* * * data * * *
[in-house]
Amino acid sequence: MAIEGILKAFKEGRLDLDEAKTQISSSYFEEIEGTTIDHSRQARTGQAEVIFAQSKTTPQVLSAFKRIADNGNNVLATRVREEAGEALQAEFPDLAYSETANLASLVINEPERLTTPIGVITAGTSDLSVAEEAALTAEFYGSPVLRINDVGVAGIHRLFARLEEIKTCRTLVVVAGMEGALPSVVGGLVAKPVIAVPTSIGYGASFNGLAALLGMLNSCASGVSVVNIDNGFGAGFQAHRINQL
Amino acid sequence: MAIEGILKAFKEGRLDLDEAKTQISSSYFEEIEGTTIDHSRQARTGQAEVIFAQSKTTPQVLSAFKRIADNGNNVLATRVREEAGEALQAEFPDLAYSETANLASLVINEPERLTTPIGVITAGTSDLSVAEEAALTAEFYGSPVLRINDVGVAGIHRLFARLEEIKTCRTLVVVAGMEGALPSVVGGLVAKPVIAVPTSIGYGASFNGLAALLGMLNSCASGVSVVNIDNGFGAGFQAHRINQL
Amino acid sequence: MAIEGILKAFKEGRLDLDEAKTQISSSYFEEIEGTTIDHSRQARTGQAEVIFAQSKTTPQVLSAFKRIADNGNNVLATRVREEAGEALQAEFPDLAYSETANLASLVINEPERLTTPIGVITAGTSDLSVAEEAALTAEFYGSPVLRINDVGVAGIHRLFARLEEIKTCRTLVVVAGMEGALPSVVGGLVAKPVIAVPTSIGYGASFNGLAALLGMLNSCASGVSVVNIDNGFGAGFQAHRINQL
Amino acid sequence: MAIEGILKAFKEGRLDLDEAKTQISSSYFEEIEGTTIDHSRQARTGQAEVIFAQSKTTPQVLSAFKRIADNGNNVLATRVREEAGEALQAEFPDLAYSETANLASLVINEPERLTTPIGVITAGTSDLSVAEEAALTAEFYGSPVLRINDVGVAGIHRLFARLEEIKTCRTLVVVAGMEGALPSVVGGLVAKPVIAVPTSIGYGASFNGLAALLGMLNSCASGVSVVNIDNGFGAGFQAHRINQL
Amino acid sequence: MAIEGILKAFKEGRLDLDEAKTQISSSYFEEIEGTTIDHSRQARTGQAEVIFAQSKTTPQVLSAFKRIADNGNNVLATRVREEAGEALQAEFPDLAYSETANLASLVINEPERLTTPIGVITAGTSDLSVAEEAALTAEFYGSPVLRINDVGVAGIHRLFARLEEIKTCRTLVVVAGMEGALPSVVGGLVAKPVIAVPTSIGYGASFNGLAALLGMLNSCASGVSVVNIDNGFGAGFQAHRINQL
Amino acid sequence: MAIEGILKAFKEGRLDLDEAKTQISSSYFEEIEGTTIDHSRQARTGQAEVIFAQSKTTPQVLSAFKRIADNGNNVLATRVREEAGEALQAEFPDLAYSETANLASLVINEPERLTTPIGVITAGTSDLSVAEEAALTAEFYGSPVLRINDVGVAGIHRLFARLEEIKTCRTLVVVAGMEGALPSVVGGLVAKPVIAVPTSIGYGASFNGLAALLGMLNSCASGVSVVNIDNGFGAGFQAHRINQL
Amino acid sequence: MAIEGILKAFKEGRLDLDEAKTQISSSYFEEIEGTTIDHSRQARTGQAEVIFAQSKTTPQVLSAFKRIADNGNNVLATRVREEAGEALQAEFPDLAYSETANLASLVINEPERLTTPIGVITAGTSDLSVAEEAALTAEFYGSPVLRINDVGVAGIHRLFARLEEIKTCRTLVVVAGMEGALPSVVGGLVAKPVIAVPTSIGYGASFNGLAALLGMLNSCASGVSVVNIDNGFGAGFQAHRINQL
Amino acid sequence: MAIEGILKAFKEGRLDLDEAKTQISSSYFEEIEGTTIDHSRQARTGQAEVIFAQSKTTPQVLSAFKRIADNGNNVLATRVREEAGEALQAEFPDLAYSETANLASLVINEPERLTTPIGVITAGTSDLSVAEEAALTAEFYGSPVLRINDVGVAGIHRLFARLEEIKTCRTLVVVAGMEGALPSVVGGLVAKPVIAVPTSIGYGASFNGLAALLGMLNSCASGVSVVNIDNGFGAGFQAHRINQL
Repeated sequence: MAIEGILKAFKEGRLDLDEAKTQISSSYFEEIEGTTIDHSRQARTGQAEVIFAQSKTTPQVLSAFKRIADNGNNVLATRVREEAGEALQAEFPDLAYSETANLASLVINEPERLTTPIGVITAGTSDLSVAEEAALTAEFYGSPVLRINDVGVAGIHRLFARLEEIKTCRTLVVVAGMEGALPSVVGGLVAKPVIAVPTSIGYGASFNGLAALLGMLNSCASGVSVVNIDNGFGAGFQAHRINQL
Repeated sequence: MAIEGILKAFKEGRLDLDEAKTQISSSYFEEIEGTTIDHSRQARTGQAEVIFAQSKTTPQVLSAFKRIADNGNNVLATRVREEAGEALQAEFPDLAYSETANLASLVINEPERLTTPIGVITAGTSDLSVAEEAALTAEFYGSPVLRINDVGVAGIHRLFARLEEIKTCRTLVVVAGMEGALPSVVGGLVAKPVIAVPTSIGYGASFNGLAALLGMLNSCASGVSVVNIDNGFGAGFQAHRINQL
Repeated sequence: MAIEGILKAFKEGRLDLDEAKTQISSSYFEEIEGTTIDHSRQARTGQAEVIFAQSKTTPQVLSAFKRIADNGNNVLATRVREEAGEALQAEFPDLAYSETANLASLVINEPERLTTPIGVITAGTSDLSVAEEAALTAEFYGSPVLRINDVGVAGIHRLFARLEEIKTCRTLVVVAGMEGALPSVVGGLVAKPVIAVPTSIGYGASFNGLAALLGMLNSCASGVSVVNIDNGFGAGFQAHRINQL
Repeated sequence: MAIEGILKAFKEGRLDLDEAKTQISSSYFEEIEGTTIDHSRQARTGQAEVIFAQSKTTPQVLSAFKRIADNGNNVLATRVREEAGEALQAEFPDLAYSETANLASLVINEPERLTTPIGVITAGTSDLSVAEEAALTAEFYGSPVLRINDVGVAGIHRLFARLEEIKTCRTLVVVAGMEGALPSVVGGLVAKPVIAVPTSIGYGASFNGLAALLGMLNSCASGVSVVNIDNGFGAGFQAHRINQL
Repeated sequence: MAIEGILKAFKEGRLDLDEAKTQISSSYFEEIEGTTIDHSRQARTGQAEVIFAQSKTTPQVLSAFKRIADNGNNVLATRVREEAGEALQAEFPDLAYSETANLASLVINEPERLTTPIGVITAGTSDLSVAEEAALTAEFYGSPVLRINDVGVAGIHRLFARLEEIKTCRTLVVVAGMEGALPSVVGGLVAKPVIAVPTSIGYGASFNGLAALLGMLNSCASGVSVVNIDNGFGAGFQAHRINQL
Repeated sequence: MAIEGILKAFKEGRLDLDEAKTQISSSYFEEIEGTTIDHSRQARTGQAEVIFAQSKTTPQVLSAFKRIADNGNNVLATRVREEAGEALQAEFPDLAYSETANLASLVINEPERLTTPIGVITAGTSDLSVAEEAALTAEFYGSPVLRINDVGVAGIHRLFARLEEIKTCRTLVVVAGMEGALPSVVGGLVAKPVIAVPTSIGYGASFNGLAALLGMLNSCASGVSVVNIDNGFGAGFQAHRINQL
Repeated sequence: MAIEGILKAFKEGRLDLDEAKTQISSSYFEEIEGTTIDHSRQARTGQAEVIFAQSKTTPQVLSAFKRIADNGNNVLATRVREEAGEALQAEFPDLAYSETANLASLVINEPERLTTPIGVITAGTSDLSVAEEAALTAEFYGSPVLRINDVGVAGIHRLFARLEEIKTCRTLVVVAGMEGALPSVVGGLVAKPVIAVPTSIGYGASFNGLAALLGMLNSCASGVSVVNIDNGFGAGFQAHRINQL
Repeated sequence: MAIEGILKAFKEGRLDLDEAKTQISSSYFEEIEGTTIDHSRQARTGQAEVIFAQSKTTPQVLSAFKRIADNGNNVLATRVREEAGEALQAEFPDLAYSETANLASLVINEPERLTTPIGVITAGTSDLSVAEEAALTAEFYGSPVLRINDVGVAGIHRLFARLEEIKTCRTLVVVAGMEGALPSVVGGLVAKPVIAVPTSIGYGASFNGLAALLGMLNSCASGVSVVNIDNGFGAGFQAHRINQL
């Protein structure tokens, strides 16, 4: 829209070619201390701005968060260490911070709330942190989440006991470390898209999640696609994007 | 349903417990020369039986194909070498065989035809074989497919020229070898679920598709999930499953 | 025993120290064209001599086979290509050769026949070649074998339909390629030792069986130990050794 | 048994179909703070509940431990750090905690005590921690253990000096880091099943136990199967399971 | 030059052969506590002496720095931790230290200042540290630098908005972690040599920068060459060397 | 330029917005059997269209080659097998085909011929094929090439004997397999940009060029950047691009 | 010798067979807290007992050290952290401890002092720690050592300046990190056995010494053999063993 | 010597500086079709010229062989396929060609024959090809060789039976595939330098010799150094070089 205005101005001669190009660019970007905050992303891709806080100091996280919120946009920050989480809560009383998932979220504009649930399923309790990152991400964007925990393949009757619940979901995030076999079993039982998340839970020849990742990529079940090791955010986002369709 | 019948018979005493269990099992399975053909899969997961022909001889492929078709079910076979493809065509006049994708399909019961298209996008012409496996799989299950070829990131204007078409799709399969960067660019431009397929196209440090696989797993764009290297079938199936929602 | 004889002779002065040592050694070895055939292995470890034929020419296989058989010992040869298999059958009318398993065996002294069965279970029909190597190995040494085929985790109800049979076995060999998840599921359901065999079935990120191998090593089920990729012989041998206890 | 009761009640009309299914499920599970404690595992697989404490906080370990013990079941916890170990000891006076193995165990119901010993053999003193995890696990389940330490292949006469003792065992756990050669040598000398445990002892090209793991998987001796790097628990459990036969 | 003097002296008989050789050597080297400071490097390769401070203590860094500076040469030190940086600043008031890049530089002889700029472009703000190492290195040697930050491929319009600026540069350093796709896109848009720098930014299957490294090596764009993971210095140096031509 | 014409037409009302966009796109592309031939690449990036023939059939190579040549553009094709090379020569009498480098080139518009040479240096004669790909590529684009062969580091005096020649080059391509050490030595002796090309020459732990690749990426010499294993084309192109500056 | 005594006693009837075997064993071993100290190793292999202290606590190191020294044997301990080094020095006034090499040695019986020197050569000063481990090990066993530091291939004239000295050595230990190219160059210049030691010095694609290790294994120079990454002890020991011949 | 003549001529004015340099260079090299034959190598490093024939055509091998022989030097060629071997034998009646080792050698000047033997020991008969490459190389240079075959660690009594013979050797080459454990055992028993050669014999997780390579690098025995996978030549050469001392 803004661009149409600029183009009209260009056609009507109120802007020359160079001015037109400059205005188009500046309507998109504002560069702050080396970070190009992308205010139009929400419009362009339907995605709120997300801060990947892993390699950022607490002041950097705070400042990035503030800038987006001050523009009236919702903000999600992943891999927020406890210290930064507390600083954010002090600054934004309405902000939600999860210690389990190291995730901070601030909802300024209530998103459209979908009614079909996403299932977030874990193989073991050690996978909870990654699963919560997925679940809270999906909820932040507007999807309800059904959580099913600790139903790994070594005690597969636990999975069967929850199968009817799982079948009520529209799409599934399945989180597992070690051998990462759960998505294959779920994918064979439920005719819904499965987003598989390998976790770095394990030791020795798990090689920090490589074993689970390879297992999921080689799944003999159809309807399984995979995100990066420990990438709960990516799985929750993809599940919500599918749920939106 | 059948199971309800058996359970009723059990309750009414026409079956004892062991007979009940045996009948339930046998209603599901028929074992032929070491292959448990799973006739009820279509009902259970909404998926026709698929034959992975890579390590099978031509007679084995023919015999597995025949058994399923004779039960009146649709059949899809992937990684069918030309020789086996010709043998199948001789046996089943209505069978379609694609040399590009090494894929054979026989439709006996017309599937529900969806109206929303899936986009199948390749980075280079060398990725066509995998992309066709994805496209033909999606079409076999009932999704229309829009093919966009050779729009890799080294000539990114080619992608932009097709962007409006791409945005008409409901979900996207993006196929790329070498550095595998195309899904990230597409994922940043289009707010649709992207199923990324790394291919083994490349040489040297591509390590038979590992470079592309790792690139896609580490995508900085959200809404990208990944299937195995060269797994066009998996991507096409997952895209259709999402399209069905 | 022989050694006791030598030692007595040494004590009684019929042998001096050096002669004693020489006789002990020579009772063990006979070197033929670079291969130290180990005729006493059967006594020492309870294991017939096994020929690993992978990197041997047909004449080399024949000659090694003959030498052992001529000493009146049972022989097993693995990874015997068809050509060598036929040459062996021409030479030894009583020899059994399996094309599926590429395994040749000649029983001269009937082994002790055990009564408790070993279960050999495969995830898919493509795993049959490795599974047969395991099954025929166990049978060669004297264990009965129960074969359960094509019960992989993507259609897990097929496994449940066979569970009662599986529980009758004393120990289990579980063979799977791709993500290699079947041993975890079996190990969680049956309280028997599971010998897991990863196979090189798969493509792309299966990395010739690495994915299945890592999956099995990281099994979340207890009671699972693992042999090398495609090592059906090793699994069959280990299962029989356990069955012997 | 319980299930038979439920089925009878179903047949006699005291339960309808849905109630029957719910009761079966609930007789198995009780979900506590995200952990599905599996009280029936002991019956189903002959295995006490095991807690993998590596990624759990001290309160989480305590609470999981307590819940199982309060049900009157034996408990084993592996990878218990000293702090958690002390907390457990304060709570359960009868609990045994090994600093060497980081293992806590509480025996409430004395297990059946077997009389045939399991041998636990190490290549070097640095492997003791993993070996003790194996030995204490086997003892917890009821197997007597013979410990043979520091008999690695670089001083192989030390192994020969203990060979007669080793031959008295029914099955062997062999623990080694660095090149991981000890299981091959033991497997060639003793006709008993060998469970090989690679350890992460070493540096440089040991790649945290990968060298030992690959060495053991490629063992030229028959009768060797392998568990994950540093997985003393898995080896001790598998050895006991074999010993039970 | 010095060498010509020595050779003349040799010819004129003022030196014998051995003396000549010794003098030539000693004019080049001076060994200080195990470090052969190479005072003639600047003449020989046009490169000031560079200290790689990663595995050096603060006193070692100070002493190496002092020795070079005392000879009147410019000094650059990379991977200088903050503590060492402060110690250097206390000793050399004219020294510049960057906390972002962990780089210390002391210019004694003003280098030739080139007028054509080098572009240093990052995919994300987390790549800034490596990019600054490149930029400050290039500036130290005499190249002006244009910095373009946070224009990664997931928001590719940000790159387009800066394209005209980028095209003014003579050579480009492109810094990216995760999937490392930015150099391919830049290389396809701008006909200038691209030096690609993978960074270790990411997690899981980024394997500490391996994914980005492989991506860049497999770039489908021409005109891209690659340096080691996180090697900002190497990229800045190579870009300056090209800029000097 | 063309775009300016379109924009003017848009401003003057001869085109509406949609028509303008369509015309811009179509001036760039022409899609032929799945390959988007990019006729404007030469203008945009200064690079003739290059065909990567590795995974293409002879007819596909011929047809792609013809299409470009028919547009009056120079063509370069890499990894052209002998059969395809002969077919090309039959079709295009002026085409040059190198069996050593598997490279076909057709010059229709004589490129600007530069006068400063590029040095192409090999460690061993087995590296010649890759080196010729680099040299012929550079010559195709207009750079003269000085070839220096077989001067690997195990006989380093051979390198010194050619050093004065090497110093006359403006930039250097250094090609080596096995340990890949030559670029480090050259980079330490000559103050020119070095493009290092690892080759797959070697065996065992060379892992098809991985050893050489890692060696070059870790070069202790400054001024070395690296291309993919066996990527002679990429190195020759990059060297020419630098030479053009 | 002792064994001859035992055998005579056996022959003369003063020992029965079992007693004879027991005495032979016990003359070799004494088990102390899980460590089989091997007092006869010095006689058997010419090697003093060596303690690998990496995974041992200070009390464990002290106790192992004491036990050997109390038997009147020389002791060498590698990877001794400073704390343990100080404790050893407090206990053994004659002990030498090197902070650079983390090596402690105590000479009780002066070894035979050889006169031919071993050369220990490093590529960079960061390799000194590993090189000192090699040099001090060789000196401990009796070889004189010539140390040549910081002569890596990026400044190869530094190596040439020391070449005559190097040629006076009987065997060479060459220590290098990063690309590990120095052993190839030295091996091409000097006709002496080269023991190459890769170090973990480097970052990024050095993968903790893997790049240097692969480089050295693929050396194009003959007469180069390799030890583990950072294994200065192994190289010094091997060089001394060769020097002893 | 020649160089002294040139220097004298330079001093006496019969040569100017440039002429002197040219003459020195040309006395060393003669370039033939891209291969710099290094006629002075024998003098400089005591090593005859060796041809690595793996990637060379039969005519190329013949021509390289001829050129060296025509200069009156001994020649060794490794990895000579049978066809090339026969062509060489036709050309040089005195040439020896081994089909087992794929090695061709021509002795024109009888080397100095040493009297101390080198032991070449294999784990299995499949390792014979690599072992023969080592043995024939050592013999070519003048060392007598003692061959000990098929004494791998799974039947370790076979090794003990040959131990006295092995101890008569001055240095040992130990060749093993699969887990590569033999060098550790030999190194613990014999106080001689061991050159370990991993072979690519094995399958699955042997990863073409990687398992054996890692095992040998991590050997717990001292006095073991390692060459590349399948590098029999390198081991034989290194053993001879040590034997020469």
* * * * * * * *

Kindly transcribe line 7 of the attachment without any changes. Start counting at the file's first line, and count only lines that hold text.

Amino acid sequence: MAIEGILKAFKEGRLDLDEAKTQISSSYFEEIEGTTIDHSRQARTGQAEVIFAQSKTTPQVLSAFKRIADNGNNVLATRVREEAGEALQAEFPDLAYSETANLASLVINEPERLTTPIGVITAGTSDLSVAEEAALTAEFYGSPVLRINDVGVAGIHRLFARLEEIKTCRTLVVVAGMEGALPSVVGGLVAKPVIAVPTSIGYGASFNGLAALLGMLNSCASGVSVVNIDNGFGAGFQAHRINQL